CRAWFORD, Tex., Sept. 28 -- President Bush's campaign called on 6 million supporters nationwide Tuesday to "set partisanship aside" and contribute to hurricane relief in Florida as he and Democratic challenger John F. Kerry prepared to fly into the storm-ravaged swing state for the fall's first presidential debate.
Aides said Bush-Cheney Chairman Marc Racicot's e-mailed appeal for American Red Cross donations had nothing to do with politics even though it coincides with the arrivals of the two candidates in the Miami area on Wednesday for their opening debate at 9 p.m. Thursday.
As Bush flies in, he will take a walking tour of orange groves in an area pounded by tornadoes and floods, his fifth visit to Florida in the six weeks since the state began being wracked by hurricanes Charley, Frances, Ivan and Jeanne. Bush-Cheney campaign manager Ken Mehlman told reporters in a conference call that Bush "will not be doing political campaigning" during his stop but instead will be "discussing the response to the hurricane and sharing his thoughts about how tragic it's been."
Bush has conducted three previous damage-inspection tours and was briefed at the National Hurricane Center, giving him high visibility when most politicking in the state has been put on hold.
At the debate site at the University of Miami, in Coral Gables, workers assembled six tractor-trailers of production equipment as officials from the Commission on Presidential Debates continued to chafe at demands from the Bush-Cheney campaign for rigorous enforcement of unprecedented debate restrictions designed to limit chances for the candidates to interact directly. One debate official said jokingly that the Bush campaign was so insistent about keeping the candidates in their designated spaces that organizers were "thinking of using flares or building a campfire" to satisfy the GOP handlers. Instead, the organizers will settle for strips of tape that are likely to be visible to television viewers, officials said.
Kerry campaign officials said they were happy Bush had agreed to all three debates and cared little about the rules, some of which the commission said are unenforceable because camera angles are controlled by the television networks. Bush confidant Karen Hughes said the aim of the rules was "no gimmicks, no tricks, no sudden surprises."
Aides portrayed Bush as relaxed as he headed into the first debate, saying he had settled on what he wanted to say during four formal rehearsals that began in July and ended Saturday. Hughes said Bush stuck to "his normal routine: up early, read the newspapers, read the Bible." He worked on a few transitions and talked about late headlines at a debate brush-up session.
Kerry also stayed out of sight as he prepared for the debate with advisers at the House on the Rock Resort in Spring Green, Wis. The vice presidential candidates were active on the campaign trail, touting their tickets as stronger and more sensible stewards in the fight against terrorism and in Iraq in particular.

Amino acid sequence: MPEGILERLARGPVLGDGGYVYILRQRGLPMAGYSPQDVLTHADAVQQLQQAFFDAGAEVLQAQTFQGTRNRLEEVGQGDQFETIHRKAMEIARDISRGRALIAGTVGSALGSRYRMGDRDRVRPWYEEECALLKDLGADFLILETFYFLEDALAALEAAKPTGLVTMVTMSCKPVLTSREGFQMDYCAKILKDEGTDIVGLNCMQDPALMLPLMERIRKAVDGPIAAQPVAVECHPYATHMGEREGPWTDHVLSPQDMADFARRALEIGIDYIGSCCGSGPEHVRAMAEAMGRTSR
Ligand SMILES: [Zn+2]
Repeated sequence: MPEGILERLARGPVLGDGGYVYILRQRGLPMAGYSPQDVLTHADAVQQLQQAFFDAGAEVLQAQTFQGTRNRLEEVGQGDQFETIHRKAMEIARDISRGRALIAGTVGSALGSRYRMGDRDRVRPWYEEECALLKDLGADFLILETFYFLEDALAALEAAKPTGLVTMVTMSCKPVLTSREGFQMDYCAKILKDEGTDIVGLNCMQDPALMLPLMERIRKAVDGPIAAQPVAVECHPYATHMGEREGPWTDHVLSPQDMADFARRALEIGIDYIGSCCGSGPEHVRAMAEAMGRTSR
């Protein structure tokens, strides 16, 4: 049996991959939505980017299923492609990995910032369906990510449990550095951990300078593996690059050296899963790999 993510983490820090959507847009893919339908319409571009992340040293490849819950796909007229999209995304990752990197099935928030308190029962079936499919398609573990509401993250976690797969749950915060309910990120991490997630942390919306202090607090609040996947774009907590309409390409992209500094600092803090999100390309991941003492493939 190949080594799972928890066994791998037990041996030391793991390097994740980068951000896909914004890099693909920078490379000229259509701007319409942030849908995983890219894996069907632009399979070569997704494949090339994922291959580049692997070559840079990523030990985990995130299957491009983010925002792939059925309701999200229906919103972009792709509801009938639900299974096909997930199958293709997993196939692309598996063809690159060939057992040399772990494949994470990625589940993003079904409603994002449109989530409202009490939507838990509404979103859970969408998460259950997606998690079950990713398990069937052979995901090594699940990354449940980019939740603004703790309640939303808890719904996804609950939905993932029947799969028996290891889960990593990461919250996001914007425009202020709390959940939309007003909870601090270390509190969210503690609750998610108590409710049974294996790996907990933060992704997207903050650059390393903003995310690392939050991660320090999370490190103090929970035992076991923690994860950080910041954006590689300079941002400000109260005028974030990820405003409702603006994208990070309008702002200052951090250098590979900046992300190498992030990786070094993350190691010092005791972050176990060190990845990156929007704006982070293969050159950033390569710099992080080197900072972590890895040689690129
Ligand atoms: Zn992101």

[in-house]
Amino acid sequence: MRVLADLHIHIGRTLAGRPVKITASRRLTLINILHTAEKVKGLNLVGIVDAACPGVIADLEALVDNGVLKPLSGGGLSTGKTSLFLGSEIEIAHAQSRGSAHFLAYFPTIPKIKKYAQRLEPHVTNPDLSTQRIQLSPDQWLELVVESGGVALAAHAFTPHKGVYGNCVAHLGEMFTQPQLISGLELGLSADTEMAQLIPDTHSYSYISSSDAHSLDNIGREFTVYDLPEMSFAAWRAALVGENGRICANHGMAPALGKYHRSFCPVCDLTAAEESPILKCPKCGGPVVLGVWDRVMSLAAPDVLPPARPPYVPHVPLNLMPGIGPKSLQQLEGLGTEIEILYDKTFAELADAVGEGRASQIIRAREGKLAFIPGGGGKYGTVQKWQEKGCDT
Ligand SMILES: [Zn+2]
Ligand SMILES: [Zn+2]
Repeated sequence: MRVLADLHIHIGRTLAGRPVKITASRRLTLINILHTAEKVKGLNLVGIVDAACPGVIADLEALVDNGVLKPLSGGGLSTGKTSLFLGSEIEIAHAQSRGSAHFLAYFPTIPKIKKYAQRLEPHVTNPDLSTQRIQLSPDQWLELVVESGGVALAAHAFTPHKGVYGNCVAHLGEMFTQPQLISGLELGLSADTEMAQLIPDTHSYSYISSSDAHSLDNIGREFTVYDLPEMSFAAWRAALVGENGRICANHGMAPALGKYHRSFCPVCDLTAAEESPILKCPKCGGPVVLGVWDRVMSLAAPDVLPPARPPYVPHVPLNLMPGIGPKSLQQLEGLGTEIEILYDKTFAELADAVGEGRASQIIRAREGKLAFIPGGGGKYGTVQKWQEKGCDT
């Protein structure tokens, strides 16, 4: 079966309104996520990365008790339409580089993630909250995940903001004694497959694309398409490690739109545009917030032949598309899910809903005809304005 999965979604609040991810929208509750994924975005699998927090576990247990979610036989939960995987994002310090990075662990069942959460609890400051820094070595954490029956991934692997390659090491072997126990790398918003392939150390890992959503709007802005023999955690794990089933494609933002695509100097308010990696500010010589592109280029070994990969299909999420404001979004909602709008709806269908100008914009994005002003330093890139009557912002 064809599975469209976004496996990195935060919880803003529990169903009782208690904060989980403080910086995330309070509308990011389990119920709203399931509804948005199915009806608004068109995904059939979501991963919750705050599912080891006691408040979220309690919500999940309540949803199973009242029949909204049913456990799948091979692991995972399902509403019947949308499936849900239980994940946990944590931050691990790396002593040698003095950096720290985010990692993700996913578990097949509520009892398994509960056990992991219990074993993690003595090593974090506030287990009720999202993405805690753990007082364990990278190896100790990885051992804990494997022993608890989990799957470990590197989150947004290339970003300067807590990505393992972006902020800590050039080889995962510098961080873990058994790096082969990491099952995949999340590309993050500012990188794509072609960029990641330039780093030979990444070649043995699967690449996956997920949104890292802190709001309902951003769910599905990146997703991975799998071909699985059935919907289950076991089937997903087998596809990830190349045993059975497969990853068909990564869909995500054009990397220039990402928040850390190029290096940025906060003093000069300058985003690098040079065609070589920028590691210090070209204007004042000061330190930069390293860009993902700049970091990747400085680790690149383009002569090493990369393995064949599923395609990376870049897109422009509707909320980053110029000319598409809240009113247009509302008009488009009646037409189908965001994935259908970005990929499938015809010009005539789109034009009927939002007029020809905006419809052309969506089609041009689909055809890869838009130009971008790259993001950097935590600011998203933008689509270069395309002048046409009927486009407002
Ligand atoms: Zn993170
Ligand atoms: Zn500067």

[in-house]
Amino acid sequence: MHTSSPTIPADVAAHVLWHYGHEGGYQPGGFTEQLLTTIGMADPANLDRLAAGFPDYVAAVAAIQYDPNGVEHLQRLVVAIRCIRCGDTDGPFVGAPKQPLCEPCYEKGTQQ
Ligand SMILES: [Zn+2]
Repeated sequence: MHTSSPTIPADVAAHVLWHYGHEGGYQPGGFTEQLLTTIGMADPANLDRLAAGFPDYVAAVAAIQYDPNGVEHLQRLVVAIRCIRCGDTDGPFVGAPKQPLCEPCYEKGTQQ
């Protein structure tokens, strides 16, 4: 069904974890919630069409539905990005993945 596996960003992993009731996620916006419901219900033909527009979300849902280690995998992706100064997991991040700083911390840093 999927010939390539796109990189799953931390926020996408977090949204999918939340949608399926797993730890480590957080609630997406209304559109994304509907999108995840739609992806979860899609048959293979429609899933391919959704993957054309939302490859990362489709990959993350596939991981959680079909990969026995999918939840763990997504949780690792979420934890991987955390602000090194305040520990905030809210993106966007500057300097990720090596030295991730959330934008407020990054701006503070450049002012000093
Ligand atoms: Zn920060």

Vice President Cheney used an appearance in Dubuque, Iowa, to accuse Kerry of repackaging Bush's policies. "With 35 days left in the campaign, and just in time for the debates, Senator Kerry says he has a plan for Iraq," Cheney told about 400 supporters. "Yet the plan he announced is not a plan, it's an echo of the strategy President Bush laid out many months ago."
Cheney said that although there are other issues facing the country, "in the final analysis, we're picking a commander in chief, and it's important we get it right." He said Kerry's "endless vacillation" sends "a message of confusion and shows that he is not ready for the responsibilities of commander in chief."
In Pittsburgh, Democratic vice presidential nominee John Edwards told a crowd of union workers and university students that Bush policies -- including the handling of Iraq -- are to blame for rising gasoline prices and are lining the pockets of Halliburton Corp. executives and Saudi royals. "You see what's happening to the price of a barrel of oil," he said on a day when it rose to $50.
The North Carolina senator blasted Bush for failing to ensure that wiretap recordings from counterterrorism and counterintelligence investigations since the Sept. 11, 2001, attacks would be properly translated. "They have not done their job." Edwards said. He said a Kerry administration would do more to complement electronic surveillance with human intelligence, saying the nation lacks the information it needs to stop terrorist plots while they are being planned.
Edwards held a large rally in downtown Newark late Tuesday, in part to help bolster flagging numbers in a state that he and Kerry were initially expected to carry easily.
Staff writers Matthew Mosk, with Edwards, and Ovetta Wiggins, with Cheney, contributed to this report.